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pounded the second psalm, and the sixth of Jeremiah? What has he made these passages to require more than external obedience? Is it not the tendency of all he says concerning the addresses of Christ and his apostles to their carnal auditors, to reduce them to the capacity, not of a right spirit, such as man possessed in a state of innocence, but of an apostate mind. Are they not all along made to mean no more than what may be done without any real love to God, or regard for his glory? Is not such a sense put upon Isai. xlii. 18. Look, ye blind, &c. as that its requirements shall be "WITHIN THE COMPASS OF NATURAL MEN, WHO ARE INTERNALLY DEAF AND BLIND?"


This is certainly a serious matter, and I hope Mr. B. will seriously consider it. If he does indeed believe the law to be spiritual, and to require internal religion, it is hoped he will on all proper occasions acknowledge it, and not attempt to bring down the precepts of the bible to the dispositions of an apostate creature; otherwise, people may be ready to say, he holds the spirituality of the law as some others do the doctrines of grace, who never think proper to mention them, except when an occasion offers to explain them away.

If any thing in the preceding pages should be thought unkind, or exceeding the liberty we are allowed to use with a christian brother, I hope for Mr. B.'s forgiveness. I can truly say, if there is, it is unknown to me. It has been my endeavour all along to make him feel nothing except it be the force of truth. K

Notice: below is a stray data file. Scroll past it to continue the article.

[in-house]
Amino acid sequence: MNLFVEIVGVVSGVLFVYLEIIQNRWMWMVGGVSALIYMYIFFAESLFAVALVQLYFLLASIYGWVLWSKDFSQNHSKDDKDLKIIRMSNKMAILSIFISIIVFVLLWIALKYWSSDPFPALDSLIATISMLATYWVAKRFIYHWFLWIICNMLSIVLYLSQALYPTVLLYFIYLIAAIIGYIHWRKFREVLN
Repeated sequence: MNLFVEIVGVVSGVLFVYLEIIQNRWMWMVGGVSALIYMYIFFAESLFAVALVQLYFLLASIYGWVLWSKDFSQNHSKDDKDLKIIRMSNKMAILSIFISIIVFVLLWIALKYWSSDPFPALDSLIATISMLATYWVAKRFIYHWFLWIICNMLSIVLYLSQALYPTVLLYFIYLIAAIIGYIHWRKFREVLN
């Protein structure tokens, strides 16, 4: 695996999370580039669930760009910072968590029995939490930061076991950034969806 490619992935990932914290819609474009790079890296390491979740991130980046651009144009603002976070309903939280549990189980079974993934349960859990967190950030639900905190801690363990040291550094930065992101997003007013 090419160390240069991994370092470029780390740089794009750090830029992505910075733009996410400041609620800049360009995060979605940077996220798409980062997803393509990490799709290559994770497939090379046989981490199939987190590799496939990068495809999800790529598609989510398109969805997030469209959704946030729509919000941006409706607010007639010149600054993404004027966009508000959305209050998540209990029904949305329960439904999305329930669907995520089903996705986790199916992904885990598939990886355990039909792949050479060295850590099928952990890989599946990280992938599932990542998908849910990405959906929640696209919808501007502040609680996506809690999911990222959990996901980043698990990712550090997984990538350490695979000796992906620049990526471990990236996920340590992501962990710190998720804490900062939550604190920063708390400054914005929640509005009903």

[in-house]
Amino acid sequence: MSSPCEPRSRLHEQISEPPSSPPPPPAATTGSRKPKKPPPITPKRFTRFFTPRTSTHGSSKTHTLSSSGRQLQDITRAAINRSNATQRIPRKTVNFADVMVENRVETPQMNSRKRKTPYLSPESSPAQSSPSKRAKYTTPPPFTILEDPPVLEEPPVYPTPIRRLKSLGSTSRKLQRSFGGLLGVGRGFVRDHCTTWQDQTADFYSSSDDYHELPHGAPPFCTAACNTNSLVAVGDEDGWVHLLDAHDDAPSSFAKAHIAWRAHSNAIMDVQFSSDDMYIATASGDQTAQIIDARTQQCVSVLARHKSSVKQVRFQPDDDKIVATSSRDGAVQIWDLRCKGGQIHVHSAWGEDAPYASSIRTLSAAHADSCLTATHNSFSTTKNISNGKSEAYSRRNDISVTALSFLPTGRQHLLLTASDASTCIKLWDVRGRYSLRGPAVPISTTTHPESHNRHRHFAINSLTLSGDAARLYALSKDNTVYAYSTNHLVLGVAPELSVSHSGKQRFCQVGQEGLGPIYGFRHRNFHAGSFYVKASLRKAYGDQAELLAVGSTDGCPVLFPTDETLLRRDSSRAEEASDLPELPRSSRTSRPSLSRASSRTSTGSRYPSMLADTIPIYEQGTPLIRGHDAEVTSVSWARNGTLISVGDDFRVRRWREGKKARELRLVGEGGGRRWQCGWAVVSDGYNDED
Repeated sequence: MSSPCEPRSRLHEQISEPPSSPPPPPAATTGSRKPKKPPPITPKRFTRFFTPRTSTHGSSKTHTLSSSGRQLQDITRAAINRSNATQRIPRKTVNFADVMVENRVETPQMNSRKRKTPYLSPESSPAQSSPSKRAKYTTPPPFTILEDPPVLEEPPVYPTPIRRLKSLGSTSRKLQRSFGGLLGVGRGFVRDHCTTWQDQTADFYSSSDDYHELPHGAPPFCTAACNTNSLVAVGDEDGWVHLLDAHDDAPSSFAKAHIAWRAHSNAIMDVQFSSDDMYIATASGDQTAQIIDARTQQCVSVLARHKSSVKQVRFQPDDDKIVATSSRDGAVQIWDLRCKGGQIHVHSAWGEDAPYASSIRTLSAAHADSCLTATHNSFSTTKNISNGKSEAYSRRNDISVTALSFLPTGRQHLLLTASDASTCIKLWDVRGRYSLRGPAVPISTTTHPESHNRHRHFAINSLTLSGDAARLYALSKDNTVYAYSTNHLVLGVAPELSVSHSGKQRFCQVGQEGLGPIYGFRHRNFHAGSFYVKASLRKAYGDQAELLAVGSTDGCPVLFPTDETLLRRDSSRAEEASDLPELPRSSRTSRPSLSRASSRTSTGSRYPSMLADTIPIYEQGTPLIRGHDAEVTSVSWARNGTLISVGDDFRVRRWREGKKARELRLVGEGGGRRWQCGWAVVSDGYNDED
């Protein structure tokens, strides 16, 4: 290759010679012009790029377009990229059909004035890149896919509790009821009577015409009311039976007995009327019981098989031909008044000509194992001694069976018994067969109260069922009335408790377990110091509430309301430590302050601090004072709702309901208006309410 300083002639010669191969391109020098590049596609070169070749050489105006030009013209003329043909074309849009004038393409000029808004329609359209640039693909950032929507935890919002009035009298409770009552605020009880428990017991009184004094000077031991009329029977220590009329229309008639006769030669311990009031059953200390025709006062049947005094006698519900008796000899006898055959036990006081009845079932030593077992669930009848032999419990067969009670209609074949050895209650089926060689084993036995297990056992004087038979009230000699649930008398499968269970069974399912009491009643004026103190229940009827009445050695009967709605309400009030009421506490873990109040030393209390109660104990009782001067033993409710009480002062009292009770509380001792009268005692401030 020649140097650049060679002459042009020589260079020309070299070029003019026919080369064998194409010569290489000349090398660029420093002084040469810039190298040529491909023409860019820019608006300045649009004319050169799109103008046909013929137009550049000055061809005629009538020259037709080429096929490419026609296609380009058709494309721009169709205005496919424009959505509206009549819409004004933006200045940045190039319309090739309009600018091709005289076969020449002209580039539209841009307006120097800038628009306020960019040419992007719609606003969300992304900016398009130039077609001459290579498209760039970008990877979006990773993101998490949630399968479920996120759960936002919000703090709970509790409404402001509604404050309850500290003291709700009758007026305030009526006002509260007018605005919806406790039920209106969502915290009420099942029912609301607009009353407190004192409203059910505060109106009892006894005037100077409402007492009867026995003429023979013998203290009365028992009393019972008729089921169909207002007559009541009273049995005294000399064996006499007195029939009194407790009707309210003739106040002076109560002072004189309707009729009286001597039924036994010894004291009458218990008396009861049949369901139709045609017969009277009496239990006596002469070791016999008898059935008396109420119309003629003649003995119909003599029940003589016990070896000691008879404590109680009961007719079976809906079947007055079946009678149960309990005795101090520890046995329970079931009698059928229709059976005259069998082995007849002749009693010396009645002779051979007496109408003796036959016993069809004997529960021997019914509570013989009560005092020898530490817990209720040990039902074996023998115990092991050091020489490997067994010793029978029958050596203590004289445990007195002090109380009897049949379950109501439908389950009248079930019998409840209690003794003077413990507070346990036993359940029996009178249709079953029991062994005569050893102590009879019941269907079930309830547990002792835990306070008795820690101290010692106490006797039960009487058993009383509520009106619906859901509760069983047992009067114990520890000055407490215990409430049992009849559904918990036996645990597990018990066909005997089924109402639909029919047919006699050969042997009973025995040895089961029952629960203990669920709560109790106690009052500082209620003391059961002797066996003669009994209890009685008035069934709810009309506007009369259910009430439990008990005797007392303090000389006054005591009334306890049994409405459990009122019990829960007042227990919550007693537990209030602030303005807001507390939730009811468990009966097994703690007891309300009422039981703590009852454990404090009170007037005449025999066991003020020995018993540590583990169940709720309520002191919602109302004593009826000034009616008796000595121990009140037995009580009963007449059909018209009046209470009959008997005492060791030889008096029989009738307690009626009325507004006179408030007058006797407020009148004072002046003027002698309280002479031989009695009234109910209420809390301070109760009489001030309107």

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Before I conclude, I would beg leave to recominend a few serious hints to the reader. Whoever he is, and whatever his opinion may be in reference to this controversy, let me intreat him to put one serious question to his own soul; Dost THOU believe on the Son of God? Let him remember, that nothing less than his eternal salvation or destruction hangs upon the answer-that the question must be answered sooner or later-that there is no medium between being Christ's friend and his enemy-and that it is not taking this or the other side of a dispute that will denominate any man a christian. Neither let him cvade the question by answering, that he has already been acknowledged as a believer in Christ-is a member of a christian church, perhaps a preacher of the gospel, and has long been in the habit of taking this matter for granted, and of sitting in judgment upon other men, and other things-All this may be true, and yet things may issue in a dreadful disappointment.

But supposing the reader a real christian; still there is great reason for prayer and watchfulness. Reading controversies may be advantageous, or it may be hurtful; and that according to the spirit with which it is attended to. Every man had need to read with some degree of judgment of his own; and yet if he set out with a determination to receive nothing but what shall accord with his own present views of things, he is likely to derive no real good, and perhaps much harm. He may meet with what confirms him in his sentiments, and those sentiments may be on the side